Ciudad de Los Vientos (The Windy City)
|Incorporated||3 October 1908|
|• Mayor||David Sucacahua |
|• Total||533.47 km2 (205.97 sq mi)|
|Elevation||3,825 m (12,549 ft)|
| • Estimate |
|• Density||520/km2 (1,300/sq mi)|
|Time zone||UTC-5 (PET)|
|• Summer (DST)||UTC-5 (PET)|
Juliaca (Quechua and Aymara: Hullaqa) is the capital of San Roman Province in the Puno Region of southeastern Peru. It is the region's largest city with a population of 276,110 inhabitants (2017). On the Altiplano, Juliaca is 3,825 metres (12,549 ft) above sea level, is located on the Collao Plateau and is northwest of Lake Titicaca (45 km). It is the largest trade center in the Puno region.
The city hosts Juliaca's Carnival each year between February and March. During this very popular event participants, dressed in colorful costumes, gather on the streets to dance in the style of the Collao Plateau. Saint Sebastian's feast is celebrated on 20 January of every year.
Juliaca's citizens rely on cars, trains, and bicycles. It is a major transit point in the region and has strong ties with Peru's southern cities, including Arequipa, Puno, Tacna, Cuzco, Ilo, and with La Rinconada and Bolivia.
Like Chicago, Illinois, it is nicknamed "The Windy City", because of the city's location on the windy Collao Plateau. It is also called the "Sock City" or "Knitting City" because Juliaca was a major center of sock, sweater, and handicraft production. Now the production of clothes, wool and fabrics are industrial processes.
It is also home to Inca Manco Capac Airport, the region's main airport.
The historian Ramon Rios argues that Juliaca comes from the Quechua words Xullaskca kaipi (it had drizzled) in allusion that when the Inca troops arrived at this part of the Altiplano chasing the collas, they noticed that in the Huaynarroque hill it had drizzled.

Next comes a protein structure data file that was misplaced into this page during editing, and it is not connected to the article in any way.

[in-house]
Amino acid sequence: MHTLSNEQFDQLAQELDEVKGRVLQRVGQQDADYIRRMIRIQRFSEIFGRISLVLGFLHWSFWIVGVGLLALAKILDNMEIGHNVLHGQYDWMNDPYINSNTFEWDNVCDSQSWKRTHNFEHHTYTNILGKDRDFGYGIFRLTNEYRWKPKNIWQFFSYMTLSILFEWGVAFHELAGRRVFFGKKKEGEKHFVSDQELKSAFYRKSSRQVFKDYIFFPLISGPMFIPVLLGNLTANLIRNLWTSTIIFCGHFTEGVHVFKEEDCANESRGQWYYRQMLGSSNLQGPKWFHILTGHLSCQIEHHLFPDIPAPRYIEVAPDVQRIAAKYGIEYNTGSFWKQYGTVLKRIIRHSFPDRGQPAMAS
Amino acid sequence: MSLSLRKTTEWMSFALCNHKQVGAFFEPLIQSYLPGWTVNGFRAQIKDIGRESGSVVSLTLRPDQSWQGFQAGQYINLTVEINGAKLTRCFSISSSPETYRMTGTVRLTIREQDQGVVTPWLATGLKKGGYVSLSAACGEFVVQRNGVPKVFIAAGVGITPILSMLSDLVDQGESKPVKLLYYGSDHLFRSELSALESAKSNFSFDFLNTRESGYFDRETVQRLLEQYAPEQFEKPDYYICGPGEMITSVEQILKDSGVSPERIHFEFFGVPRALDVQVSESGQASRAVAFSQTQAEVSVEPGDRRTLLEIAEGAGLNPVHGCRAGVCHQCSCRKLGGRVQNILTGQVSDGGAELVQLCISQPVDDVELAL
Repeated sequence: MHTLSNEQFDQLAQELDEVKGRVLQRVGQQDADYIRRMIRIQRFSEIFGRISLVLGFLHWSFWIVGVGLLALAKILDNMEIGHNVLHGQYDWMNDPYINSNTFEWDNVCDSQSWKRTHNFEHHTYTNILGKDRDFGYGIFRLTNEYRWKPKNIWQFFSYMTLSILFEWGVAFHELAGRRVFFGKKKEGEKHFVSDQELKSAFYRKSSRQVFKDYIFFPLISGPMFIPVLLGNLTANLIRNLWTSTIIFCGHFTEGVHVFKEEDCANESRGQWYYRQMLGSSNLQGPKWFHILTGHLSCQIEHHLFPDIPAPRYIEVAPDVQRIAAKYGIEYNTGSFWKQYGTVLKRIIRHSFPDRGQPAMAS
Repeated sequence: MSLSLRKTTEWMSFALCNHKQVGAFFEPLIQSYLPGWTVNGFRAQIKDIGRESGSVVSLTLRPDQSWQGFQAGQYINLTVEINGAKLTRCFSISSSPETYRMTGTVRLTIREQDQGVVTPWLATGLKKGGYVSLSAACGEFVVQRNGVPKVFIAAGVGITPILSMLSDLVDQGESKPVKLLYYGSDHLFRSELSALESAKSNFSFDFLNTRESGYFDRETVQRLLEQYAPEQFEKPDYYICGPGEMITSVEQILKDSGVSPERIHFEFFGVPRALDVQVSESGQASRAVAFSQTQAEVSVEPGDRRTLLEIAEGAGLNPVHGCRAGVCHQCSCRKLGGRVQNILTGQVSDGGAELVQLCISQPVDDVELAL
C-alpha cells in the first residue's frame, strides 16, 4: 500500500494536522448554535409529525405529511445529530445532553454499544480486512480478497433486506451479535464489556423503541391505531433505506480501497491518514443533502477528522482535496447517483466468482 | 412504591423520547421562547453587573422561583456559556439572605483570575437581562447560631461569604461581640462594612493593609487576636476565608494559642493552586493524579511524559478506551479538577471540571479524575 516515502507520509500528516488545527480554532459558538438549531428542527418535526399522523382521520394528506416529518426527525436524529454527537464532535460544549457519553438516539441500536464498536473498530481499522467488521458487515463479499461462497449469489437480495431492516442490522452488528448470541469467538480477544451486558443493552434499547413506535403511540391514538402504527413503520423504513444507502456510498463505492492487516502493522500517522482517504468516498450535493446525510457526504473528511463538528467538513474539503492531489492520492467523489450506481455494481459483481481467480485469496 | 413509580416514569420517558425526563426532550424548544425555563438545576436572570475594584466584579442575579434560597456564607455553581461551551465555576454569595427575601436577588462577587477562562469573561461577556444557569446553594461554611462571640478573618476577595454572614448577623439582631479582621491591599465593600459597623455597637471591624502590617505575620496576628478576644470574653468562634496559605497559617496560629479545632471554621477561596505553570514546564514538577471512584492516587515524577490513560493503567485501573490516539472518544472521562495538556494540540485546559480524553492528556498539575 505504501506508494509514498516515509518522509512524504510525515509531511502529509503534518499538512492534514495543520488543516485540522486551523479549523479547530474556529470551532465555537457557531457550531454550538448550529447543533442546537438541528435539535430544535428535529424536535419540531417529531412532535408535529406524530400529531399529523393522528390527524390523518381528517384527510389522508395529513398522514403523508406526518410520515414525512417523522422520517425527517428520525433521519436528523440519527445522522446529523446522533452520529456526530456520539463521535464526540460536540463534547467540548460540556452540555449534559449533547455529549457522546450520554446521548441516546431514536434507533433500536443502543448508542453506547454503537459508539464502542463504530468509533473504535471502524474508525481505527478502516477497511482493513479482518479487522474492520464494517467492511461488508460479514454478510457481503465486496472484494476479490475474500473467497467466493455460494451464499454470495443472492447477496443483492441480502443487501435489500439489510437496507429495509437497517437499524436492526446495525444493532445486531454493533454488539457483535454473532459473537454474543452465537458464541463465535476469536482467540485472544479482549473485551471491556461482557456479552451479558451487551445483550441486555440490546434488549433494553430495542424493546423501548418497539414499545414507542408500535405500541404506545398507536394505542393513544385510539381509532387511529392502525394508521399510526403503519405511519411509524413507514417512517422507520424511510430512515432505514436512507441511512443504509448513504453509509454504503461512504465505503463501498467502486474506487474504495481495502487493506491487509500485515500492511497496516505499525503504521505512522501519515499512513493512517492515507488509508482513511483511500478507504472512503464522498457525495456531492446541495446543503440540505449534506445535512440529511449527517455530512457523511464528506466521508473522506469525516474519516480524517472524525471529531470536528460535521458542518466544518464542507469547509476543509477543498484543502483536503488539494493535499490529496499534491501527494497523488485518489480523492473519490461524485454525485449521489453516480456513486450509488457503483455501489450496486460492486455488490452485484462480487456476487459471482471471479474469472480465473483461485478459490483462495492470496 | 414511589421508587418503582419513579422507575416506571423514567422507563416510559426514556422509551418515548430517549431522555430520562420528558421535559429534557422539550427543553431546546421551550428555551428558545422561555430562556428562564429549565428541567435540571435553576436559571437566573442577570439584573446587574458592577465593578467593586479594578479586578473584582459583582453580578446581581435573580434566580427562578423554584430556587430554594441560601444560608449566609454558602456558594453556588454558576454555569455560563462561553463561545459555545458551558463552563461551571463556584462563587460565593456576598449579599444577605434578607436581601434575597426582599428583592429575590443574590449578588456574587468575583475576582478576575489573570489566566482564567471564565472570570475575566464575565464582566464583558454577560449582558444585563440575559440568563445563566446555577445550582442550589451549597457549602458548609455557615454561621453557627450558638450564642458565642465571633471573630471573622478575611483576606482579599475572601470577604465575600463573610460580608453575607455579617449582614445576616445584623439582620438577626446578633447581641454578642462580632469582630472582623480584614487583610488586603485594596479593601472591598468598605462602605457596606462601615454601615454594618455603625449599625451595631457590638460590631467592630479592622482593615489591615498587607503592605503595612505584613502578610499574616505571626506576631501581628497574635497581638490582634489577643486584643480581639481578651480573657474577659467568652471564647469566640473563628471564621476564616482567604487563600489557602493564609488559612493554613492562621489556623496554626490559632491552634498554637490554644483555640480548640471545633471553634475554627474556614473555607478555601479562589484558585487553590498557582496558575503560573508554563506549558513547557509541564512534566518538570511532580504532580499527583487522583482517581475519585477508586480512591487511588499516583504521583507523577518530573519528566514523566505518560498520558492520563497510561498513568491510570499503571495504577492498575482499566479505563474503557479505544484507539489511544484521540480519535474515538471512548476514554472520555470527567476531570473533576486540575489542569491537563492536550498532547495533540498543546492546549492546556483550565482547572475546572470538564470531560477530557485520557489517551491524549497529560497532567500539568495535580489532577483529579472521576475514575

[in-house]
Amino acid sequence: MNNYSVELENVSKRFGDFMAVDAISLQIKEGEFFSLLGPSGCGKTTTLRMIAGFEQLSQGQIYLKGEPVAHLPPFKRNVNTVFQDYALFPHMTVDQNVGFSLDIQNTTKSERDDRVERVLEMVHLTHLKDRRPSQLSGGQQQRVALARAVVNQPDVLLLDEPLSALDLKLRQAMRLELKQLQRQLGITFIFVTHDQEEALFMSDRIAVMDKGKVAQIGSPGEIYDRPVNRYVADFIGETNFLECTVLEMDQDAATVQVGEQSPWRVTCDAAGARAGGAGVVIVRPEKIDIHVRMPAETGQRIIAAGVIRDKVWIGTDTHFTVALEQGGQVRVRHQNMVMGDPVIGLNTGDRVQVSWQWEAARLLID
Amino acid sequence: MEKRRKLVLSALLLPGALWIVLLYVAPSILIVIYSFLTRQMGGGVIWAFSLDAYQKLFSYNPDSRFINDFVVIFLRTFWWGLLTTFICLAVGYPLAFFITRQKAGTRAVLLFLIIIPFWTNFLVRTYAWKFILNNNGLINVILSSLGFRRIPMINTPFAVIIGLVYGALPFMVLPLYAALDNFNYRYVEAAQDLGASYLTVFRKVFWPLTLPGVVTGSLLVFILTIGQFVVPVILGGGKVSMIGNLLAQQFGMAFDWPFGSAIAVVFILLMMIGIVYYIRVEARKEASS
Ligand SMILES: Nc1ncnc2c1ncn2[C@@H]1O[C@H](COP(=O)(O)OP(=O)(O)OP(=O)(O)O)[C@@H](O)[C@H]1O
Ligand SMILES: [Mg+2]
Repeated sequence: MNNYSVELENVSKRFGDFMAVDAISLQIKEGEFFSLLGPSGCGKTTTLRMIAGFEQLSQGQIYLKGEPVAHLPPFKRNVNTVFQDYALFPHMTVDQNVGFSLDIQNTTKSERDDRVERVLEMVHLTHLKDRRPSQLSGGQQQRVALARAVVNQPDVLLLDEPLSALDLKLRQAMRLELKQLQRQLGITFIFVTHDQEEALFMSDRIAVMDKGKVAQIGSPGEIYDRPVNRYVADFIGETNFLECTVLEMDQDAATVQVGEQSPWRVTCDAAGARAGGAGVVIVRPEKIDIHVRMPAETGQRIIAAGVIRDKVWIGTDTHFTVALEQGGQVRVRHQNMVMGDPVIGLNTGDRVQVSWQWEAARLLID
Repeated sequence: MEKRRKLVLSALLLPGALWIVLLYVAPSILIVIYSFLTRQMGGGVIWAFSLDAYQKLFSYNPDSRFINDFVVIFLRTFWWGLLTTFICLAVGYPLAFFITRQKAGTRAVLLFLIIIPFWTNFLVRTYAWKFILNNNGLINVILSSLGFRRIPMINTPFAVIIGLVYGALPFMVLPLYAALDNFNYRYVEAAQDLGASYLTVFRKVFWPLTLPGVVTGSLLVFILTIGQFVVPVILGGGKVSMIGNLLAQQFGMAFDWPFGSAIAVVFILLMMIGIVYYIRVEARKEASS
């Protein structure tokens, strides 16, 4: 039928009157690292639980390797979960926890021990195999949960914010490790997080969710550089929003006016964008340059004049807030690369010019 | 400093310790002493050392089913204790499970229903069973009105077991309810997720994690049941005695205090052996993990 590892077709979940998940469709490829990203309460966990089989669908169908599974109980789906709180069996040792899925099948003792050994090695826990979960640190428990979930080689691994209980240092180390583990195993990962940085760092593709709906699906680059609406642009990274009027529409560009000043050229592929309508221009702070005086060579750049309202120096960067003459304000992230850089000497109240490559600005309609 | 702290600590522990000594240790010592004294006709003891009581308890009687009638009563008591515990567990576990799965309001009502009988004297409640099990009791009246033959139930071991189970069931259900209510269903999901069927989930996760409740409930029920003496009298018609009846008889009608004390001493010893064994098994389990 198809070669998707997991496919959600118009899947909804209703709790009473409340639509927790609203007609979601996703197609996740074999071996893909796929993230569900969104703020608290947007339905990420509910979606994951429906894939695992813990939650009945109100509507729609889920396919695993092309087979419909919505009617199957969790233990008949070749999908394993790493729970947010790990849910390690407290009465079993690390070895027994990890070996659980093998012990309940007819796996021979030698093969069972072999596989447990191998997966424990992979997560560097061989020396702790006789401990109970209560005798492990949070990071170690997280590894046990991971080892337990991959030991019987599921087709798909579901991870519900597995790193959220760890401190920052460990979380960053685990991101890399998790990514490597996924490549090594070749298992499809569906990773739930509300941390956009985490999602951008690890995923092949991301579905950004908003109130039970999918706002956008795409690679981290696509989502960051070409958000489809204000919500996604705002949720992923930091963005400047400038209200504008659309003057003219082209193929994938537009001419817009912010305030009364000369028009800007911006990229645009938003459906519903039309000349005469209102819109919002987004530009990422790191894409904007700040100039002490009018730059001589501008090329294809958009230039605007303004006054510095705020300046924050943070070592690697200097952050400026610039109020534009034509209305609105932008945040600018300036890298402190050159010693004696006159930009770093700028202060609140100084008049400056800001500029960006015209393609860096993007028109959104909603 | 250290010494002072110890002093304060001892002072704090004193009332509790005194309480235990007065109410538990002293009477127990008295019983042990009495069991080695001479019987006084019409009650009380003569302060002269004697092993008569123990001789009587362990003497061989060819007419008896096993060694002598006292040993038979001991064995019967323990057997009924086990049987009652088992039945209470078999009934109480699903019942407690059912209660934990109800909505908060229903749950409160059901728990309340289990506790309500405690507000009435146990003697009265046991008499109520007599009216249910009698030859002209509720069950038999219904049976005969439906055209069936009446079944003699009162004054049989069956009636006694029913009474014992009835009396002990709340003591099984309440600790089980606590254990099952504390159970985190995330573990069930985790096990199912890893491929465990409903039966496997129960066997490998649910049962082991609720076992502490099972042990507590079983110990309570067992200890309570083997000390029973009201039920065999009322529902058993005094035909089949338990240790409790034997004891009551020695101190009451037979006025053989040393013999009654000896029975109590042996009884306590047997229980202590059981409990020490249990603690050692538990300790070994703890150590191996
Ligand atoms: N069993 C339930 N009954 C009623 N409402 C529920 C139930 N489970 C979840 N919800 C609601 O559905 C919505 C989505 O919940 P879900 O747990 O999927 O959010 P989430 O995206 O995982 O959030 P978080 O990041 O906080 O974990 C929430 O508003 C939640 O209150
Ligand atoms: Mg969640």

However, Justo Ruelas affirms that Juliaca comes from the Quechua word Shulla Qaqa (roquedal dew), due to the fact that in the vicinity of the Huaynarroque and Santa Cruz hills, small quartz particles can be seen, which resembles the morning dew that falls on rocks.
The Uros settled in the river towns, taking advantage of the benefits of the totora and the fish of Lake Titicaca, settled in the surrounding lakes: Chacas, Qoriwata, Cochapampa, and the Juliaca River, today Coata River.
"The Indians who are called Uros...live on the banks where they fish, with which they support themselves...they are strong Indians and of good disposition and there are many who are in the lakes without making sementeras or clothes, eating from roots that they call totora."— Garcí Diez, Crónicas en América, 
The constitution of these settlers were registered as Uros de Coata and Uros de Desaguadero, from where the Uros of Coata would be better communicated and related to Juliaca, by the river that linked them, also these riverine settlers developed a sailing technique, on rafts made of totora, fastened with yarned ropes based on the ichus, which would serve as support for fishing, and at times, of transport from Lake Titicaca to the smaller lakes that were between the territories of Juliaca.